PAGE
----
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Low Blow


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Audio CD, September 28, 1999
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Product Details

  • Audio CD (September 28, 1999)
  • Number of Discs: 1
  • Label: Lightyear
  • ASIN: B00001SICG
  • Average Customer Review: 4.3 out of 5 stars  See all reviews (18 customer reviews)
  • Amazon Best Sellers Rank: #212,464 in Music (See Top 100 in Music)

1. Lowblow
2. Sweet Tooth
3. City Living
4. Do You Know Who/Continuum
5. Knee-Jerk Reaction
6. She Left Me
7. Grahan Cracker
8. Babytalk
9. Feels Like A Hug
10. Brain Teaser

Editorial Reviews

Review

Remember way back in 1981, when skinny, Berklee-trained chopsmeister Victor Bailey took on the unenviable task of following the mighty Jaco Pastorius into Weather Report? The Philly-born musician - deeply influenced by Jaco, Stanley Clarke, and funk master Larry Graham - duly played like a mofo rising. Too bad Wayne Shorter and Joe Zawinul shifted into cruise control for the fusion band's final four records.

Nearly two decades later, and after countless mundane big-money gigs (i.e., Madonna, Mary J. Blige, the smooth-jazz brigade), the bassist gets his biggest artistic boost from the still effervescent spirit of Jaco, who died in 1987. Case in point: "Do You Know Who/Continuum," the soulful, haunting centerpiece of Bailey's first solo album since 1989's Bottom's Up. Bailey transcribed this Pastorius tune at age 16 and here retrofits its curious zigs and zags with lyrics that handily convey the impact of his early encounter with Jaco. "I've got to admit I was blown away / by the sound of his heart," Bailey sings, above his own four-string and overdubbed keyboards and the drumming of former Weather Report cohort Omar Hakim. "And it tore me apart / yet it gave me a brand-new start." It's a risky move that results in one of the smartest, sweetest, most moving of all tributes to the fallen genius.

Jaco also lurks in the grooves and moves of the title track, a chattering piece of fretboard frenzy, with Hakim and guitarist Wayne Krantz, that might have been inspired by "Teen Town." "Graham Cracker," a slap-and-tickle salute to the Graham Central Station dynamo, benefits from Kenny Garrett's righteous soprano sax. And "Baby Talk," a leisurely ballad, has the leader taking a straightahead stroll with drummer Dennis Chambers and pianist Jim Beard. Bailey, on the slow-funk turn "Feels Like a Hug" and practically everywhere else, blows like you knew he could and you hoped he would.

--Philip Booth, JAZZIZ Magazine Copyright © 2000, Milor Entertainment, Inc. -- From Jazziz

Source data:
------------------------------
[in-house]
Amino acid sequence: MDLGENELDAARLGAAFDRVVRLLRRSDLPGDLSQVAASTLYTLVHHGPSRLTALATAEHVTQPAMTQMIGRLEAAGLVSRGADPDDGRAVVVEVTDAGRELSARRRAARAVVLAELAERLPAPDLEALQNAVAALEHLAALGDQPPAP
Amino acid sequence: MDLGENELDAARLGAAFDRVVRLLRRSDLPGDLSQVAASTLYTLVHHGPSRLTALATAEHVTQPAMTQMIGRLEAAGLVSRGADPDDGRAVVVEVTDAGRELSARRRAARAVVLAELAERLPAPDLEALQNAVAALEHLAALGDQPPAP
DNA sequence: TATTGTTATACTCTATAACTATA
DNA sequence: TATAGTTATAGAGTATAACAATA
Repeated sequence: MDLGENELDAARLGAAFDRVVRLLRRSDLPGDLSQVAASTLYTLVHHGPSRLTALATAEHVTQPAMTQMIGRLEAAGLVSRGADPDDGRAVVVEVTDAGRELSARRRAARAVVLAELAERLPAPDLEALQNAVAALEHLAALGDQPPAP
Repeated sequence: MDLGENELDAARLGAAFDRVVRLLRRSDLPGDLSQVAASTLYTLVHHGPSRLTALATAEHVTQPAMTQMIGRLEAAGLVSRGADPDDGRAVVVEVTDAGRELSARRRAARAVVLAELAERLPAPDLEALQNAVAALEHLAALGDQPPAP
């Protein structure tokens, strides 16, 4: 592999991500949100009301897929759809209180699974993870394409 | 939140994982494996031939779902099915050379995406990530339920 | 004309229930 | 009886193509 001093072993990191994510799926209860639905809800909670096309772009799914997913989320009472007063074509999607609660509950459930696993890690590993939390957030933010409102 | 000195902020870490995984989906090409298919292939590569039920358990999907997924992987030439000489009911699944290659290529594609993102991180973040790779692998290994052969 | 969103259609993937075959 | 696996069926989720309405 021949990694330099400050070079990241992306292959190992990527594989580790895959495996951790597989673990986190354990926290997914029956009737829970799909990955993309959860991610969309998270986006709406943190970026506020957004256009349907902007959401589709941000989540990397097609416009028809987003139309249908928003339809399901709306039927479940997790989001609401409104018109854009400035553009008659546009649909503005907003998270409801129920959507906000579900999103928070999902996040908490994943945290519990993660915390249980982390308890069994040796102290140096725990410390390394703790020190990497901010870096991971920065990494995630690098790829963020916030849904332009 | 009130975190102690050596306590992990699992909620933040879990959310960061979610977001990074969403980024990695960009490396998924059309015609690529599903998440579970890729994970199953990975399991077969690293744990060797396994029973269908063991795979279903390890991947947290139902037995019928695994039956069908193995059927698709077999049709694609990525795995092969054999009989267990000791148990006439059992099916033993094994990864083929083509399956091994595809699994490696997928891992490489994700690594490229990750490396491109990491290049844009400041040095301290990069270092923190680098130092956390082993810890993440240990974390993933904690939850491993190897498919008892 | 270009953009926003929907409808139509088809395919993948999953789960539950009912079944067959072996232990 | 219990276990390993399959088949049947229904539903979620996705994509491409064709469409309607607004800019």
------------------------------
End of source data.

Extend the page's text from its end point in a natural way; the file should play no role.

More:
Customer Reviews

4.3 out of 5 stars
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Most Helpful Customer Reviews

2 of 2 people found the following review helpful By Horace Morris on February 24, 2003
Format: Audio CD
After a ten year wait, Victor Bailey, bassist for the post-Jaco Weather Report and Zawinul Syndicate, is back with his second solo effort, "Low Blow."
Bailey isn't doing anything unique, laying down funky background grooves or extended soloing, it's his fluidity switching between the two styles that exudes an almost matchless confidence and virtuosity.
"Low Blow" is also a showcase for drummers Omar Hakim and Dennis Chambers. Hakim's flowing drum technique and precise cymbal work are evident on the title track, and "Sweet Tooth."
Chambers exhibits a relentless attack on what amounts to a 5:00 drum solo on "Brain Teaser." Hakim and Chambers remind me of two drummers who ruled Jazz/Fusion during its glory days in the seventies, Lenny White and Billy Cobham.
Hakim's style complements Bailey as he finds the pocket with a funky groove, Chambers' style fits Bailey when he takes off on an aggressive solo.
Bailey also pays tribute to two of his heroes, Jaco Pastorius and Larry Graham, with the tracks "Continuum" (lyrics and vocals by Bailey) and "Graham Cracker."
Bailey's debut album, "Bottoms Up", is also worth a listen.
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2 of 2 people found the following review helpful By Steve B. on May 20, 2003
Format: Audio CD Verified Purchase
I'm getting back into playing bass after many years and I've been listening to lots of CD's featuring bass players. This one is one of the best. Great groove playing, with an excellent band. Also the bass is up front in the mix without being overbearing so it makes listening to and stealing Victor's lines easy. This CD belongs in every bass player collection.
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1 of 1 people found the following review helpful By John Jackson on February 16, 2006